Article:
The Encounter

Simon McBurney, inspired by Petru Popescu's book, Amazon Beaming
Bristol Old Vic

Simon McBurney in 'The Encounter' Credit: Robbie Jack

The incomparable genius of Simon McBurney's The Encounter changes everything: no one tells a story like he tells a story.

With none of the familiar canvas audiences have come to expect of theatre, McBurney creates an immersive experience of storytelling like no other. This is an aural assault with gale-force impact, bolstered by arguably the finest sound team in theatre, headed by Gareth Fry.

The result is the most extraordinarily empathetic connection between audience and performer, audience and protagonist. This man and his story get inside your head, quite literally.

It's an hypnotic, intimate experience, like listening to Book at Bedtime narrated by an old flame. All at once, you're as at ease as if you were curled up by the fire with a great novel and yet you're also left with a disquieting vulnerability.

That vulnerability comes, in part, from the disorientation of the sound design, which uses some serious tech to create effects reminiscent of YouTube's plethora of ASMR videos. In part, it comes from the production's balletic treatment of time as a non-linear concept, layering up different realities that are ours for the taking if only we are open to them.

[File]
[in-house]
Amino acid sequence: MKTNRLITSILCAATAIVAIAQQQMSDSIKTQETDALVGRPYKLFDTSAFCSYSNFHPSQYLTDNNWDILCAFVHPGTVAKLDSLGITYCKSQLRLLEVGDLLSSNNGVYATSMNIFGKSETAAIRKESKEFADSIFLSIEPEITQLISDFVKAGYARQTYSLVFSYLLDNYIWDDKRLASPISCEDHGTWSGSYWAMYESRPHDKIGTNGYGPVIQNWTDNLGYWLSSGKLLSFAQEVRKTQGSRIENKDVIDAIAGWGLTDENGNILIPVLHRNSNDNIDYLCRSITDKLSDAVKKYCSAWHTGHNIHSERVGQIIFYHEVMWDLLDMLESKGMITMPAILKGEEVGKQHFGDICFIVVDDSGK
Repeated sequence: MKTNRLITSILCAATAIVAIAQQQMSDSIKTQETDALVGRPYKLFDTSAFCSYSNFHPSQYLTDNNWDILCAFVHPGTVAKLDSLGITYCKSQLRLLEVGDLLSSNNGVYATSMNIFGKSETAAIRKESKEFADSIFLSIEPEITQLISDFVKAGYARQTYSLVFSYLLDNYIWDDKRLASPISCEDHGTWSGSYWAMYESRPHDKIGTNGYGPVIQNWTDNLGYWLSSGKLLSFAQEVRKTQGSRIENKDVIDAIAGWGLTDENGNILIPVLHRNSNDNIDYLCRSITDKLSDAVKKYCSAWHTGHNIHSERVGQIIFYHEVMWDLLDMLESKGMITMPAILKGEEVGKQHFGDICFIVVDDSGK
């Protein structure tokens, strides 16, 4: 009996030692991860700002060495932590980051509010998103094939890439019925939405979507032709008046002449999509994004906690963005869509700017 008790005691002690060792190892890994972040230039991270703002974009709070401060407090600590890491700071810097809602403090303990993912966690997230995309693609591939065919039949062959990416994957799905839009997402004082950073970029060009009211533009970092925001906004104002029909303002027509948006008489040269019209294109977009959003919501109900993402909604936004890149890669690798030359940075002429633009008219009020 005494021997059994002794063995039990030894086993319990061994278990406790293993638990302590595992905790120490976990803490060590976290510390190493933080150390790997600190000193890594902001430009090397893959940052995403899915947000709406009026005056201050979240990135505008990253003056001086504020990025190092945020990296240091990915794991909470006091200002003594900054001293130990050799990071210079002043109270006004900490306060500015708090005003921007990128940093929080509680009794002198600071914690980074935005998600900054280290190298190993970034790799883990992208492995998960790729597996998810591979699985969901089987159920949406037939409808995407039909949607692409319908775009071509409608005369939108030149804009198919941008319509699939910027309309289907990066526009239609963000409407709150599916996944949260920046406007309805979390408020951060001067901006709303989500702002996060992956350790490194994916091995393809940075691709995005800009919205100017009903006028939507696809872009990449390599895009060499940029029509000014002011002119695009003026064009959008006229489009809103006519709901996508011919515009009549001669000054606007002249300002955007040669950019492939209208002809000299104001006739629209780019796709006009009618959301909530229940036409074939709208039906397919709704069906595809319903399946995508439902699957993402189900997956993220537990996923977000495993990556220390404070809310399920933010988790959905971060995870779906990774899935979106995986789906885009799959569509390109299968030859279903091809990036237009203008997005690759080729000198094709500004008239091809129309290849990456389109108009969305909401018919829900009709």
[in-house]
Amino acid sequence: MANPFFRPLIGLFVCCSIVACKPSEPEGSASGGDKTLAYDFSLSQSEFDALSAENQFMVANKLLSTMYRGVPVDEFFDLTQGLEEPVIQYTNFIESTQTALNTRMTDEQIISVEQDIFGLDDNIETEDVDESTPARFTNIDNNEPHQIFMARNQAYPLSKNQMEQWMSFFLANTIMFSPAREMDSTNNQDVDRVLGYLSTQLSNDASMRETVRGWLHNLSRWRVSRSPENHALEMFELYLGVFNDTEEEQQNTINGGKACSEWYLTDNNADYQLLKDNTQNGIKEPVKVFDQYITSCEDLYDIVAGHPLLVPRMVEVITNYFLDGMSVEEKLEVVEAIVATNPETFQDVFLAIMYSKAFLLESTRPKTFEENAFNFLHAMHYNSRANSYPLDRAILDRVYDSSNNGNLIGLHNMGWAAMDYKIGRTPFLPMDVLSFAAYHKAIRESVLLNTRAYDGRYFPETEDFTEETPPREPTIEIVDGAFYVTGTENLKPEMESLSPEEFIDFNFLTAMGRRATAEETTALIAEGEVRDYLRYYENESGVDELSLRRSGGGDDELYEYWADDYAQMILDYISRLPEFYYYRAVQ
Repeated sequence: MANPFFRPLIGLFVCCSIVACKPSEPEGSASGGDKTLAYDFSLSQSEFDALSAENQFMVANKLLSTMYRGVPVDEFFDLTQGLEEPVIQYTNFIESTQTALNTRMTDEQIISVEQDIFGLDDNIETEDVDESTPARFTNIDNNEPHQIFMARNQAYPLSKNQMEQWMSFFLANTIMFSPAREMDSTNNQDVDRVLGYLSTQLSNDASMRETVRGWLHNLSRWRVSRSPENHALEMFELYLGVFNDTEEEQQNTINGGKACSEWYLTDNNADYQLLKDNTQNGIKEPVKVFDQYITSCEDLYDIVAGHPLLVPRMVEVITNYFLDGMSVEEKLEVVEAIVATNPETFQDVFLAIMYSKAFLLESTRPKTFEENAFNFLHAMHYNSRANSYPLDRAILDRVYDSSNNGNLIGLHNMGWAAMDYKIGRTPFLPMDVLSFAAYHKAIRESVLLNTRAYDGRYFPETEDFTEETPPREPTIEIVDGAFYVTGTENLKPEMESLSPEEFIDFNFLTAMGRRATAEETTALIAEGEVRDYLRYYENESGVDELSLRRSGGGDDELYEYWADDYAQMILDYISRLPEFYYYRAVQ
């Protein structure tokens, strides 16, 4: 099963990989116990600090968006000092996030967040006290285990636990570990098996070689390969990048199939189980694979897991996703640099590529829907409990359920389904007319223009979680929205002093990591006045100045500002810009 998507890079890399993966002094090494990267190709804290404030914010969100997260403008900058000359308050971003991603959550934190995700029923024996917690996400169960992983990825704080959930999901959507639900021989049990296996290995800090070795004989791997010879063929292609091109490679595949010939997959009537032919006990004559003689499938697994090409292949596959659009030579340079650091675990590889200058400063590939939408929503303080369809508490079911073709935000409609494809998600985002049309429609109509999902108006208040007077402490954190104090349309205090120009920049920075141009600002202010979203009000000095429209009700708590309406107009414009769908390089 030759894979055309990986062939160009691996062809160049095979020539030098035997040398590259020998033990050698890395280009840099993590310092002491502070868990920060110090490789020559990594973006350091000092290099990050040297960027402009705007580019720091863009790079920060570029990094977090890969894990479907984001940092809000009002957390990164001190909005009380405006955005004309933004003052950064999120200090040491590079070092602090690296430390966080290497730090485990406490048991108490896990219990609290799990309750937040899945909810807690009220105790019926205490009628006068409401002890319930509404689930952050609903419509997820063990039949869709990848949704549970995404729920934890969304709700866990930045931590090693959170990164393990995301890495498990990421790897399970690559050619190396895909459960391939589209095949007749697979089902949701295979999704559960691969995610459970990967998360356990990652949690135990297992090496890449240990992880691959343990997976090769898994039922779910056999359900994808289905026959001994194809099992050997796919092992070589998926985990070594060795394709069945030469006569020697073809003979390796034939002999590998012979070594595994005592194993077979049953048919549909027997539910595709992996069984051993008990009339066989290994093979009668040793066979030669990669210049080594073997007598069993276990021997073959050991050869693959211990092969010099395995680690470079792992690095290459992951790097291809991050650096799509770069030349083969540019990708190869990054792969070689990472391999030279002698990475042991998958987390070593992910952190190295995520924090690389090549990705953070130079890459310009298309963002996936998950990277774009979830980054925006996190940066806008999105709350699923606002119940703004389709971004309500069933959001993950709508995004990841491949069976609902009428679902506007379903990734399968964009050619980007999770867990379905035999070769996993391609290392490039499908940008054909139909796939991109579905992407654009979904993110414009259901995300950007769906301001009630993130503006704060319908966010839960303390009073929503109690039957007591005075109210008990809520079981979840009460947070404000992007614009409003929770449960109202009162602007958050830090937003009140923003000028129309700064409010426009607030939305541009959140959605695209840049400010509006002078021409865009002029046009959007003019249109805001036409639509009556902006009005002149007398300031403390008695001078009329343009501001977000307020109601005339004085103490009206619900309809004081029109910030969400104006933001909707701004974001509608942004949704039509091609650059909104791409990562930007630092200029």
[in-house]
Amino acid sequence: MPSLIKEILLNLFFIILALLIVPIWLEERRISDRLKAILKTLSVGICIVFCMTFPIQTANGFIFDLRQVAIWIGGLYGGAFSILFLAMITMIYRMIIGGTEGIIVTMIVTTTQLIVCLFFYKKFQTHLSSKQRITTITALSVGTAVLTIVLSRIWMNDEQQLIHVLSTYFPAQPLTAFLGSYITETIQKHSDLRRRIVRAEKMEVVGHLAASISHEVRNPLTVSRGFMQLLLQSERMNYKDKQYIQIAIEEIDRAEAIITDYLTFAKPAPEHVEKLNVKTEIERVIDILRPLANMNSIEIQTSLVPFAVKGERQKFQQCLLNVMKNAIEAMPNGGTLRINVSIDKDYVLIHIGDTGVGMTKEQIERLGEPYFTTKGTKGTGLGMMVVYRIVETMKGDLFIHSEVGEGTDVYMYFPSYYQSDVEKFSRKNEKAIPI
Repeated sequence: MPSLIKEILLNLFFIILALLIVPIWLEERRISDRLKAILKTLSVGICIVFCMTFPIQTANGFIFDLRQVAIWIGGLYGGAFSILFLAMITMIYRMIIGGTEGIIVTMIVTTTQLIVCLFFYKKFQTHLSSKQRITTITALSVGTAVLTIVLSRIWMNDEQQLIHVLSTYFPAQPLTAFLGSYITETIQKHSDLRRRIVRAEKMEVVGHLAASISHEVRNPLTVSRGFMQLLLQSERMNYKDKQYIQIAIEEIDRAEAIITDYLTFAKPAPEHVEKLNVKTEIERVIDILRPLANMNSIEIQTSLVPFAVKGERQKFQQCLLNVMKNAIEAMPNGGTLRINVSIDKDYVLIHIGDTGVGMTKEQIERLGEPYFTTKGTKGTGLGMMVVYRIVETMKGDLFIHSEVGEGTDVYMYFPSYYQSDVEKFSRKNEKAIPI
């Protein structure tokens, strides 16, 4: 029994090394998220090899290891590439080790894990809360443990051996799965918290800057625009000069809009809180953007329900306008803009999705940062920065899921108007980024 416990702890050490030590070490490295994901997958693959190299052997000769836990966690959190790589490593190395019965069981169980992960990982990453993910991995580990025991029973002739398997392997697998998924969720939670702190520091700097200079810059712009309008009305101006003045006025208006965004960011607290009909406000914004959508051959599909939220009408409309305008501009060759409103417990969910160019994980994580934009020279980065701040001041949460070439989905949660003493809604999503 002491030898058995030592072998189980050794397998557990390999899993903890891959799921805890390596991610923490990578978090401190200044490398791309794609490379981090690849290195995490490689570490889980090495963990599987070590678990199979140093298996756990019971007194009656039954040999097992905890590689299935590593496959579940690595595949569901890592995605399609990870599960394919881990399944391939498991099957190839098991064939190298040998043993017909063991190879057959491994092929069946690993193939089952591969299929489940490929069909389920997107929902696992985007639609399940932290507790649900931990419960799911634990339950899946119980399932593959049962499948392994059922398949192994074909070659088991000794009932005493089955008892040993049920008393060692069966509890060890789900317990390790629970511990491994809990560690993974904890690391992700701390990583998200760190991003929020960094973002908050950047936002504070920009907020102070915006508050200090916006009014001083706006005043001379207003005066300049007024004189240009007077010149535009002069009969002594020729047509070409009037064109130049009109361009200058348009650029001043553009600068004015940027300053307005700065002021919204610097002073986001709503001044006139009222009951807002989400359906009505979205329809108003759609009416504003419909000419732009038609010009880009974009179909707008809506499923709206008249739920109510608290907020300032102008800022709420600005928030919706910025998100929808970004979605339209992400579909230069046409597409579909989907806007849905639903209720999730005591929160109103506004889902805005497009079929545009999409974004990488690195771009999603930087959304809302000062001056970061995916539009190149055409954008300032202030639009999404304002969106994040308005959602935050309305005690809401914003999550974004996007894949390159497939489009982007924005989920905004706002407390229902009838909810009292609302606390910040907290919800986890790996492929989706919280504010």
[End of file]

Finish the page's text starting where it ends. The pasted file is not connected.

It comes too, from the mirror it holds to the incomplete connections we forge with those who matter to us most, and from the unsettling glimpse it gives of a richer alternative. It challenges pretty much everything we think we know.

But even that doesn't entirely account for it. The focus of McBurney's story is Loren McIntyre's remarkable journey to the source of the Amazon, as told in Petru Popescu's book Amazon Beaming. McBurney's retelling of McIntyre's encounter with the remote Mayoruna people leaves a lingering sense that those of us living in what we arrogantly describe as the 'developed' world have got everything very, very wrong.

"It's less important that you know about these things," McIntyre reflects after his life-altering encounter with the tribal chief he called 'Barnacle'. "What's important is what you do with them."

The Encounter is a life lesson, a eulogy for the great wisdoms humanity has long since forgotten in our interminable quest for knowledge. Fitting, then, that McBurney ends the night with a heart-felt thank you to the Mayoruna, "who look after the forest for us all".

It's also proof, should any have been required, that Complicite remains entirely without parallel in British theatre.

Reviewer: Allison Vale

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